The Board of Directors of the Federal Deposit Insurance Corporation (FDIC) today approved by notational vote an extension through September 30, 2010 of the Safe Harbor Protection for Treatment by the FDIC as Conservator or Receiver of Financial Assets Transferred by an Insured Depository Institution in Connection With a Securitization or Participation. Under this safe harbor, all securitizations or participations in process through September 30, 2010 are permanently grandfathered under the existing terms of 12 C.F.R. Part 360.6.
When a safe harbor was initially adopted in 2000 for securitizations and participations, the FDIC provided important protections for securitizations and participations by confirming that in the event of a bank failure, the FDIC would not try to reclaim loans transferred into such transactions so long as an accounting sale had occurred. However, on June 12, 2009, the Financial Accounting Standards Board ("FASB") finalized modifications to the accounting treatment for such transactions through Statement of Financial Accounting Standards No. 166, Accounting for Transfers of Financial Assets, an Amendment of FASB Statement No. 140 ("FAS 166") and Statement of Financial Accounting Standards No. 167, Amendments to FASB Interpretation No. 46(R) ("FAS 167"). Following the November 15, 2009 effective date of these changes, most securitizations no longer meet the off-balance sheet standards for sale accounting treatment and, as a result, no longer comply with the preconditions for the application of the original FDIC safe harbor..
On November 12, 2009, the FDIC Board approved a transitional safe harbor that permanently grandfathered securitizations or participations in process through March 31, 2010 that would have previously qualified for the 360.6 safe harbor, but for the changes to accounting standards. On December 15, 2009, the FDIC Board approved an Advanced Notice of Proposed Rulemaking (ANPR) to seek stakeholder feedback on questions and sample regulatory text regarding the treatment of securitizations and participations issued after March 31, 2010. The FDIC Board's approval of an extension of that safe harbor will provide a transitional period for adoption and implementation of final standards for a safe harbor for securitizations initiated after September 30th.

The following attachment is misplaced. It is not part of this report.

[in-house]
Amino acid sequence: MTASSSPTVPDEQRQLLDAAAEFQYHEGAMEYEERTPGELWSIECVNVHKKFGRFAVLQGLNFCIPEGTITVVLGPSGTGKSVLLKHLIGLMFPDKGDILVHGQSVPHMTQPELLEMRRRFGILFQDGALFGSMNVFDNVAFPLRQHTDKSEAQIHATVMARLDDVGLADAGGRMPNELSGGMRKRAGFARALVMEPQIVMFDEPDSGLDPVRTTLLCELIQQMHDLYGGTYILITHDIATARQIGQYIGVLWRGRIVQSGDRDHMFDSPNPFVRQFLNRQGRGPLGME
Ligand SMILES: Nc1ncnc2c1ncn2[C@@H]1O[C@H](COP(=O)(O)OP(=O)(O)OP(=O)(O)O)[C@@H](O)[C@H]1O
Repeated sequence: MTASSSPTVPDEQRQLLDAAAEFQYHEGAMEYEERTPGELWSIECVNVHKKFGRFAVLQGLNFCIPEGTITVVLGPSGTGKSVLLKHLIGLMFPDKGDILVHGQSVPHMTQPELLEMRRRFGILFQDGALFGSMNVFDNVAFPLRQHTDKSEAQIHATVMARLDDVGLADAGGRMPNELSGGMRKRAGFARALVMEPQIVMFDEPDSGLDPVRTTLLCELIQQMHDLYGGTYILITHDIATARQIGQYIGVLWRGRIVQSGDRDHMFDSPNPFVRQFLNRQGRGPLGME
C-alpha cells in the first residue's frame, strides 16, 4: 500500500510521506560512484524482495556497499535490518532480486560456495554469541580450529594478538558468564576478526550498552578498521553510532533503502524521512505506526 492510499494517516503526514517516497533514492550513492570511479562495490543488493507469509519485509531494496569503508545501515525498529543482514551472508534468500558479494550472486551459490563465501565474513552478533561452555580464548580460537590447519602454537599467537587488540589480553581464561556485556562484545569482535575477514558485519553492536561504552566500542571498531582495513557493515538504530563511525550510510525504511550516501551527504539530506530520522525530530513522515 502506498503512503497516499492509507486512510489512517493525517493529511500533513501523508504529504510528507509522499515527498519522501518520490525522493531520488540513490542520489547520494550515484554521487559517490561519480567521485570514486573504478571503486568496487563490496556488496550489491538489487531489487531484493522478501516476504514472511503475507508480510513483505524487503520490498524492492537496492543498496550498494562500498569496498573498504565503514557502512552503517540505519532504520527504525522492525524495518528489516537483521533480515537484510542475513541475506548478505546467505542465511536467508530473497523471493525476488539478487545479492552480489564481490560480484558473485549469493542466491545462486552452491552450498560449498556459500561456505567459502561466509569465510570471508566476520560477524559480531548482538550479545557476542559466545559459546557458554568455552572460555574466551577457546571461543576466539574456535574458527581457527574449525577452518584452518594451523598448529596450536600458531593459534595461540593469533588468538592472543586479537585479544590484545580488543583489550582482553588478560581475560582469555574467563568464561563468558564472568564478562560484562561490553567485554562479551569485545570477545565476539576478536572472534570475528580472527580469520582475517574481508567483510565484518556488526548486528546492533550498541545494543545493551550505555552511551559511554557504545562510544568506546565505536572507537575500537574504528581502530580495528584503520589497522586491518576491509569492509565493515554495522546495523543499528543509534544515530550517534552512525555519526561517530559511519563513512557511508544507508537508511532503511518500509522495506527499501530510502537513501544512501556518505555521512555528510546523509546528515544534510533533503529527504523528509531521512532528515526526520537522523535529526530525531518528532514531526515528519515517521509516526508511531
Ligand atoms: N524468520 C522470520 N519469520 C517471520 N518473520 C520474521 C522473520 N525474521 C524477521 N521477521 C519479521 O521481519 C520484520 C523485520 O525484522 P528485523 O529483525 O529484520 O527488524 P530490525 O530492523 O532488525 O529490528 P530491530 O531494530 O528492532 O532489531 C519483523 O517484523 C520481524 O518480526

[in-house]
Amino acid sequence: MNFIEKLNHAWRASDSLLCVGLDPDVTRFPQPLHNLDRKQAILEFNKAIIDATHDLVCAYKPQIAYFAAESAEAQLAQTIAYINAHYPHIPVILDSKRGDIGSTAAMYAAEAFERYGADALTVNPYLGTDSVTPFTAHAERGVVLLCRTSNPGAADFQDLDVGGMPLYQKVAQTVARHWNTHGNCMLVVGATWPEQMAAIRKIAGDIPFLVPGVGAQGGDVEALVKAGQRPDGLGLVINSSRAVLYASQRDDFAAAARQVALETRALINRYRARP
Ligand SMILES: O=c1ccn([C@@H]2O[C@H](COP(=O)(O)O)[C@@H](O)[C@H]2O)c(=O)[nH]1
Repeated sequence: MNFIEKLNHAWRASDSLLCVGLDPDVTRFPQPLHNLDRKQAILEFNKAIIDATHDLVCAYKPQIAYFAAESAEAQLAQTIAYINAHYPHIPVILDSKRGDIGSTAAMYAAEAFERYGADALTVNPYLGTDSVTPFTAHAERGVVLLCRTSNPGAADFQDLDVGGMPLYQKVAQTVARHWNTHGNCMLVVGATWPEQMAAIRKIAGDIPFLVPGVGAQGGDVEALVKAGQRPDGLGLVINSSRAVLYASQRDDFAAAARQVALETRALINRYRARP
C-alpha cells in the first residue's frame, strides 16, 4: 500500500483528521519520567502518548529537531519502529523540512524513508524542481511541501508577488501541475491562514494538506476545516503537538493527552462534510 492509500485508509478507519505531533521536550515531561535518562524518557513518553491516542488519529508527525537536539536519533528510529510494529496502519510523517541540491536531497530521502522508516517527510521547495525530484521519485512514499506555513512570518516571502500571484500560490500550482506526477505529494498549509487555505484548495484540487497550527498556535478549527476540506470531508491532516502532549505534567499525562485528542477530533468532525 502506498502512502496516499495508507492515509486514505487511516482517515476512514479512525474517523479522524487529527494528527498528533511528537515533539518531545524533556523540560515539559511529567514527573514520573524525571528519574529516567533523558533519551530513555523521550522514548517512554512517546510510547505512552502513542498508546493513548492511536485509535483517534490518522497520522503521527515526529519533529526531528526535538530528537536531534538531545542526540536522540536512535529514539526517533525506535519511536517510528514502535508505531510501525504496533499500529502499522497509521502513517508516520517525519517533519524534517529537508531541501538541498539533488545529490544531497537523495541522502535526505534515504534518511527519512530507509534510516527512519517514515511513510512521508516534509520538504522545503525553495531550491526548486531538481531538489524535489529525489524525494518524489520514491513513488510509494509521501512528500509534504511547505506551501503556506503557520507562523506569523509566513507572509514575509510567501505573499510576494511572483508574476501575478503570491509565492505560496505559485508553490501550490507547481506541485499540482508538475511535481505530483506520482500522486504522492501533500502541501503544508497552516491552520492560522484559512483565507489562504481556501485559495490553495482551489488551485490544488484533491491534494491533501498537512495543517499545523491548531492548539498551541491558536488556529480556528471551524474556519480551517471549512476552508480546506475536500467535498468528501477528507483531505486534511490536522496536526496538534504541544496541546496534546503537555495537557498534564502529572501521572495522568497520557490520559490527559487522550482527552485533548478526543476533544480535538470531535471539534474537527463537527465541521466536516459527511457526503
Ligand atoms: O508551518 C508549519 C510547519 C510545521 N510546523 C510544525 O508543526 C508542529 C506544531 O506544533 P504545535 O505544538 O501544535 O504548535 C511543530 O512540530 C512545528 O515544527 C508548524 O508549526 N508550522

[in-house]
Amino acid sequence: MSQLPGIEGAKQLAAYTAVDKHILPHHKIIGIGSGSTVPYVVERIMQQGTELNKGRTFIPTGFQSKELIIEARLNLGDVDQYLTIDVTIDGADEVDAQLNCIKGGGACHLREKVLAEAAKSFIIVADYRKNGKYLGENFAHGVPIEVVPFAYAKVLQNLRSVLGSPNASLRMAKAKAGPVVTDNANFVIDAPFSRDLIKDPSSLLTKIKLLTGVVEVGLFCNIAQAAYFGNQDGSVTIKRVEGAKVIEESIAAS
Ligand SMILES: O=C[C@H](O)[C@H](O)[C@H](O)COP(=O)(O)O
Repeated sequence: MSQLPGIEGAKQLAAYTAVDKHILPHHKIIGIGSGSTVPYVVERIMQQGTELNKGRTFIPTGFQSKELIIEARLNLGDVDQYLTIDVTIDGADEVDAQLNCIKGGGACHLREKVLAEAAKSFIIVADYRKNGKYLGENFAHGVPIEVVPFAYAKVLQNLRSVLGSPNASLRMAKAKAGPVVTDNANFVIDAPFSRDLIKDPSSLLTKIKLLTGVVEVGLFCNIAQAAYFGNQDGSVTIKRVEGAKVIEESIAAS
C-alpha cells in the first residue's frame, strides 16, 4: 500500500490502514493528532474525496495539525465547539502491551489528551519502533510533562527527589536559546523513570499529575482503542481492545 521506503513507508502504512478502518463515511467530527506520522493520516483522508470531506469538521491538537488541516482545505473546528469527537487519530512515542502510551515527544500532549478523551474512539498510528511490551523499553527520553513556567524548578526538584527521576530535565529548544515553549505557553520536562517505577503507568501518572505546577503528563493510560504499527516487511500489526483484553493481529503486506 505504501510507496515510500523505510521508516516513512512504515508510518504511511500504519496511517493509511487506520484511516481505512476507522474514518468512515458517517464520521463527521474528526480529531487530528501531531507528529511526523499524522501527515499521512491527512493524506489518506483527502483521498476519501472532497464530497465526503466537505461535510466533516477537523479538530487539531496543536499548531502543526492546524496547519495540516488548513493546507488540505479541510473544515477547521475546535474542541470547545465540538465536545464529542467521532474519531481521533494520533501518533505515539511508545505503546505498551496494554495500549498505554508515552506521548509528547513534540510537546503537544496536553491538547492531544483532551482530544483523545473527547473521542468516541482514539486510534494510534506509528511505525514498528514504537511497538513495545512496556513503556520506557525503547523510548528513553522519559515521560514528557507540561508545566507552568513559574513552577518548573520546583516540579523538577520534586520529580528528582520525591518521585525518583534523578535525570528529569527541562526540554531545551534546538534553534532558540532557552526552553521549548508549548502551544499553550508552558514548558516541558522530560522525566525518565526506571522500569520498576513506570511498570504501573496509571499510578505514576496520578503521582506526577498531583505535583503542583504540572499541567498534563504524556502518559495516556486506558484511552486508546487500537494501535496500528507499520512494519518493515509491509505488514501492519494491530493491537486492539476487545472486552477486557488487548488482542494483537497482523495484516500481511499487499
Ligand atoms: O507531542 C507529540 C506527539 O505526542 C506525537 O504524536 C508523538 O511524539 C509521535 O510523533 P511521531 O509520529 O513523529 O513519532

FDIC Chairman Bair said, "Today's action will provide continued protection for securitizations under the existing safe harbor to allow the Board to consider and adopt final standards for future safe harbor protections and to allow the industry time for a transition to these new standards. We will continue to seek broad agreement on securitization reforms that can be implemented by all the regulatory agencies. As we consider the feedback received during the comment period, our focus must remain on protecting the Deposit Insurance Fund from suffering the losses created during the current crisis by misaligned incentives in mortgage finance. We hope to foster a sustainable securitization market that emphasizes transparency, improved clarity in transaction structures and responsibilities, and incentives to support sustainable securitizations. These reforms will help restore investor confidence, provide a vibrant source of liquidity for banks, support underwriting standards, and prevent a recurrence of the crisis we are now working through."
Congress created the Federal Deposit Insurance Corporation in 1933 to restore public confidence in the nation's banking system. The FDIC insures deposits at the nation's 8,012 banks and savings associations and it promotes the safety and soundness of these institutions by identifying, monitoring and addressing risks to which they are exposed. The FDIC receives no federal tax dollars – insured financial institutions fund its operations.
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